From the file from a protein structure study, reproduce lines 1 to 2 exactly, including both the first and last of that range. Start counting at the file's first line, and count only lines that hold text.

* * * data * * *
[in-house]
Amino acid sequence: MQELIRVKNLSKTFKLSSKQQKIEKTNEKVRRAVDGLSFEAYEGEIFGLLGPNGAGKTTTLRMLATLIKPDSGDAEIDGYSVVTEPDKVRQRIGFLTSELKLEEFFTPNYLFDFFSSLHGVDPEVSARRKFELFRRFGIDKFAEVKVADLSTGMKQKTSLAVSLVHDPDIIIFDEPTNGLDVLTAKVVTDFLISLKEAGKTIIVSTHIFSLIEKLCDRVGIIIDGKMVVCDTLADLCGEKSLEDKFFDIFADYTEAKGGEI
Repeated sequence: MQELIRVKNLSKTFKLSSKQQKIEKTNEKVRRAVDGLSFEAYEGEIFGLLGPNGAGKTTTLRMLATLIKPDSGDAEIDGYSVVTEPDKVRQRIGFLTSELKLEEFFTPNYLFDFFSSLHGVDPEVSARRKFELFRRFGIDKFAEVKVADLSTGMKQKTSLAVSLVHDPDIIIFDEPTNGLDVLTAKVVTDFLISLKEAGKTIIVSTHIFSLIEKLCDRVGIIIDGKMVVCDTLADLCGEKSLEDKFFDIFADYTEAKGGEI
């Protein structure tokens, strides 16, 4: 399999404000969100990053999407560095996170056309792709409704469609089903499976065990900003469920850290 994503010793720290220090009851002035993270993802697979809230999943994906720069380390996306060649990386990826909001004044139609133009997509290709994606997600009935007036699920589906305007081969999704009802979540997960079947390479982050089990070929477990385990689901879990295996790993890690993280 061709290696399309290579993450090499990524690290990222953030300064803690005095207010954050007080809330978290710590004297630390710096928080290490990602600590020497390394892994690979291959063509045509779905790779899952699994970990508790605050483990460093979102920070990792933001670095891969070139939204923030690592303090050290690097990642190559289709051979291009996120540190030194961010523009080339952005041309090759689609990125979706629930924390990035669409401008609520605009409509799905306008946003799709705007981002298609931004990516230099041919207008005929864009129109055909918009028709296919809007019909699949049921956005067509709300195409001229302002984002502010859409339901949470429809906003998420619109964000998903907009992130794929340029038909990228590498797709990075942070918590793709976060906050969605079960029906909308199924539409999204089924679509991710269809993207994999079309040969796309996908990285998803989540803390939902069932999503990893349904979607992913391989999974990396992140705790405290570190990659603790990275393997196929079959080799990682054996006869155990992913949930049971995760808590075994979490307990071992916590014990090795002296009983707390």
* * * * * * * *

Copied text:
[in-house]
Amino acid sequence: MQELIRVKNLSKTFKLSSKQQKIEKTNEKVRRAVDGLSFEAYEGEIFGLLGPNGAGKTTTLRMLATLIKPDSGDAEIDGYSVVTEPDKVRQRIGFLTSELKLEEFFTPNYLFDFFSSLHGVDPEVSARRKFELFRRFGIDKFAEVKVADLSTGMKQKTSLAVSLVHDPDIIIFDEPTNGLDVLTAKVVTDFLISLKEAGKTIIVSTHIFSLIEKLCDRVGIIIDGKMVVCDTLADLCGEKSLEDKFFDIFADYTEAKGGEI